Are there not similarities between the political hysteria and the behaviour of the reactionary forces in 2019, with their behaviour in the 1930s?

The snap election on 28 April will mean a new escalation in political polarisation. The dilemma presented is evident.

Either a government of the reactionary bloc of the PP, the right-populist Ciudadanos party, and the far-right Vox party. Or a possible coalition between PSOE and Podemos, with the parliamentary support of Catalan and Basque nationalists.

In these circumstances it would be foolhardy to make a definitive prediction of what may come out of 28 April.

PSOE has contributed decisively to demobilising of the left’s electoral base – with its policy of continuing cuts and austerity, with its unfulfilled promises, and with its acceptance of the logic of capitalism. But so too have the leaders of Podemos – with their desire to get into government at any cost, abandoning social mobilisation and challenging the capitalist system, mimicking the programme and parliamentary forms of social democracy.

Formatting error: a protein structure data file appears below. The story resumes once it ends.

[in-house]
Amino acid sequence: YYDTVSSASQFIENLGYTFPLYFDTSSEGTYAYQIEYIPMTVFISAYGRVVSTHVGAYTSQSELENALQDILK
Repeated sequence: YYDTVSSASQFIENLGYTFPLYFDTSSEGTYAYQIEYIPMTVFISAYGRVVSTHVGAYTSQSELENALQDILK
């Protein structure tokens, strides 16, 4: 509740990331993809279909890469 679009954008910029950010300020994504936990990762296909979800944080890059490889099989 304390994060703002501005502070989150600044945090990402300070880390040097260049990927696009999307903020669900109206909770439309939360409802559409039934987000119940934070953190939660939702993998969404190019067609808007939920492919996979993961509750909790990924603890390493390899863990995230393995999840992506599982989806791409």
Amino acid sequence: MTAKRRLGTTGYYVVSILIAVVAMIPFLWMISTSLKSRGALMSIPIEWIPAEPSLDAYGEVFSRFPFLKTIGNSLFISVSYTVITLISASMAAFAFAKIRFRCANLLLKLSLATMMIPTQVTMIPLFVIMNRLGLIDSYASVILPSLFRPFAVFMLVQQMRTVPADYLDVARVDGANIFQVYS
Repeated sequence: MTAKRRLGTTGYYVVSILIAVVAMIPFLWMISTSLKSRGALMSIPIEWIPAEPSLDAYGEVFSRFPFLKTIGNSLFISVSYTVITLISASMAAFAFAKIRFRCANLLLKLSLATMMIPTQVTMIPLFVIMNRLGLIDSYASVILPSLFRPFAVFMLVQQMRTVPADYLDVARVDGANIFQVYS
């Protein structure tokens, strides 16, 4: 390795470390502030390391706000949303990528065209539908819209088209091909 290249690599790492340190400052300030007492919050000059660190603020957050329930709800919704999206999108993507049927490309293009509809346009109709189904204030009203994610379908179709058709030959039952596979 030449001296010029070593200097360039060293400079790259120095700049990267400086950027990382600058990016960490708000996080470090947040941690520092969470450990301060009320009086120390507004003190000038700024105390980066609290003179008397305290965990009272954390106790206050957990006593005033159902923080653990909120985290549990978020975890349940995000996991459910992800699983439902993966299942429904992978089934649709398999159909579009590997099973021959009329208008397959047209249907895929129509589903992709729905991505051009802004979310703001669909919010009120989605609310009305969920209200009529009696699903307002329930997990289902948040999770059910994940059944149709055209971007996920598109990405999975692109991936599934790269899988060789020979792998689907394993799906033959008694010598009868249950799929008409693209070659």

But the events in Andalusia (where PSOE was defeated and the far right made gains) and the rise of Vox have had a tremendous impact on the consciousness of millions of workers and young people throughout the Spanish state.

Following sure class instincts, right now in the bosom of working families arises the question: can we allow the right to rise and triumph? The answer will be based on an electoral campaign in a very volatile and changing environment.

There was a failure of the “patriotic Spanish” mobilisation in Madrid on 10 February, in which the PP, Ciudadanos and Vox were unable to mobilise their social base in the streets.